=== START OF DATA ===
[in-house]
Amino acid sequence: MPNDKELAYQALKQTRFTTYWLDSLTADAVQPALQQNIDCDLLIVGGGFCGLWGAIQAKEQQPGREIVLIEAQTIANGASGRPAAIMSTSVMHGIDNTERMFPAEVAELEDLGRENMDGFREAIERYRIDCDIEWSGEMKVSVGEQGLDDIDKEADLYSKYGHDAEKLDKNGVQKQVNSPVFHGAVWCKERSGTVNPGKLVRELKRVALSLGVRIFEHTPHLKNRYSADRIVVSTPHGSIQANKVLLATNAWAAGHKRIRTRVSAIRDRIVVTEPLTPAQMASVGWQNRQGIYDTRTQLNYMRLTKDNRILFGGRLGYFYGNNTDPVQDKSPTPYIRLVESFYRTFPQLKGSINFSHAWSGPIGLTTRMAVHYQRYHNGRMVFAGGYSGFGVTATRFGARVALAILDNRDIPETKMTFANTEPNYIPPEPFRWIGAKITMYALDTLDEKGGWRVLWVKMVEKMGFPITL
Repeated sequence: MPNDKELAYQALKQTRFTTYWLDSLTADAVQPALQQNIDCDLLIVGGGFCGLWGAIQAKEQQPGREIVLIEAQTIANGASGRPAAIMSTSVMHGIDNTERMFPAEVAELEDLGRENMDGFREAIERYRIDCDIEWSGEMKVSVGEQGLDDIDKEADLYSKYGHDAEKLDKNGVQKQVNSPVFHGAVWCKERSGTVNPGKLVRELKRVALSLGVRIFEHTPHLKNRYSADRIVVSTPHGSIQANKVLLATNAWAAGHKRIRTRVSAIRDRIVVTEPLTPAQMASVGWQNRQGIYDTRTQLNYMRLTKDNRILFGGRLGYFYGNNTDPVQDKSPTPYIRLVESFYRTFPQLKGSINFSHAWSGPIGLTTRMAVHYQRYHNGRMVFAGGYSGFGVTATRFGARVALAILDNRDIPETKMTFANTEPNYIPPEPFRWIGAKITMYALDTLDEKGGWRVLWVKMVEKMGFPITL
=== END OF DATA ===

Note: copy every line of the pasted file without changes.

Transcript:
[in-house]
Amino acid sequence: MPNDKELAYQALKQTRFTTYWLDSLTADAVQPALQQNIDCDLLIVGGGFCGLWGAIQAKEQQPGREIVLIEAQTIANGASGRPAAIMSTSVMHGIDNTERMFPAEVAELEDLGRENMDGFREAIERYRIDCDIEWSGEMKVSVGEQGLDDIDKEADLYSKYGHDAEKLDKNGVQKQVNSPVFHGAVWCKERSGTVNPGKLVRELKRVALSLGVRIFEHTPHLKNRYSADRIVVSTPHGSIQANKVLLATNAWAAGHKRIRTRVSAIRDRIVVTEPLTPAQMASVGWQNRQGIYDTRTQLNYMRLTKDNRILFGGRLGYFYGNNTDPVQDKSPTPYIRLVESFYRTFPQLKGSINFSHAWSGPIGLTTRMAVHYQRYHNGRMVFAGGYSGFGVTATRFGARVALAILDNRDIPETKMTFANTEPNYIPPEPFRWIGAKITMYALDTLDEKGGWRVLWVKMVEKMGFPITL
Repeated sequence: MPNDKELAYQALKQTRFTTYWLDSLTADAVQPALQQNIDCDLLIVGGGFCGLWGAIQAKEQQPGREIVLIEAQTIANGASGRPAAIMSTSVMHGIDNTERMFPAEVAELEDLGRENMDGFREAIERYRIDCDIEWSGEMKVSVGEQGLDDIDKEADLYSKYGHDAEKLDKNGVQKQVNSPVFHGAVWCKERSGTVNPGKLVRELKRVALSLGVRIFEHTPHLKNRYSADRIVVSTPHGSIQANKVLLATNAWAAGHKRIRTRVSAIRDRIVVTEPLTPAQMASVGWQNRQGIYDTRTQLNYMRLTKDNRILFGGRLGYFYGNNTDPVQDKSPTPYIRLVESFYRTFPQLKGSINFSHAWSGPIGLTTRMAVHYQRYHNGRMVFAGGYSGFGVTATRFGARVALAILDNRDIPETKMTFANTEPNYIPPEPFRWIGAKITMYALDTLDEKGGWRVLWVKMVEKMGFPITL